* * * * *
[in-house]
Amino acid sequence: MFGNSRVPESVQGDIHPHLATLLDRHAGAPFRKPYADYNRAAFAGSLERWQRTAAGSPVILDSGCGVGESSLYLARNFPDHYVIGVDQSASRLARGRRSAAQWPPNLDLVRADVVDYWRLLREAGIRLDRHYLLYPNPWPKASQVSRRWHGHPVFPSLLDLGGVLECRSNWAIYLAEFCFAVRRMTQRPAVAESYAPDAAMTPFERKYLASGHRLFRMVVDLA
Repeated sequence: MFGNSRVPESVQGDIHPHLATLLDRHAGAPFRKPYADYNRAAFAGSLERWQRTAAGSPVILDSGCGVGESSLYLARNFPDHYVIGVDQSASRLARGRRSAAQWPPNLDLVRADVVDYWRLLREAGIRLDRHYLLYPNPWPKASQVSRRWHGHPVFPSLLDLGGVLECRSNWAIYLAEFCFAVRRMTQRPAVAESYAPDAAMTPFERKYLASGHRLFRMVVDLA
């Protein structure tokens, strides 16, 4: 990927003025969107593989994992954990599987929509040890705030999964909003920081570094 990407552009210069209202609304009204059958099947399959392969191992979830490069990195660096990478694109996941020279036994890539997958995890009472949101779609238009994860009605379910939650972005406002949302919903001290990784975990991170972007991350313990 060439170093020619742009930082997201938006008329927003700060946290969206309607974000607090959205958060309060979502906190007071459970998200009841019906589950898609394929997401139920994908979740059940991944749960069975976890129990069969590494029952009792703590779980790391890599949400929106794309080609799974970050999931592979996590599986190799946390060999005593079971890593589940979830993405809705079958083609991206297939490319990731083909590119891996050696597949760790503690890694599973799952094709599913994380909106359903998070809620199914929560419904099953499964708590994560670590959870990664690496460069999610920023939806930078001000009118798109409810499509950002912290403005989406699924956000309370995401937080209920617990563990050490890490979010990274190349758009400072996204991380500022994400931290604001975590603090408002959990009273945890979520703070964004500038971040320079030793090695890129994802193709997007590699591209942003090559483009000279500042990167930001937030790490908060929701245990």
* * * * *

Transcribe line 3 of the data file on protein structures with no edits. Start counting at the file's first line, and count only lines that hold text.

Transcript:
Repeated sequence: MFGNSRVPESVQGDIHPHLATLLDRHAGAPFRKPYADYNRAAFAGSLERWQRTAAGSPVILDSGCGVGESSLYLARNFPDHYVIGVDQSASRLARGRRSAAQWPPNLDLVRADVVDYWRLLREAGIRLDRHYLLYPNPWPKASQVSRRWHGHPVFPSLLDLGGVLECRSNWAIYLAEFCFAVRRMTQRPAVAESYAPDAAMTPFERKYLASGHRLFRMVVDLA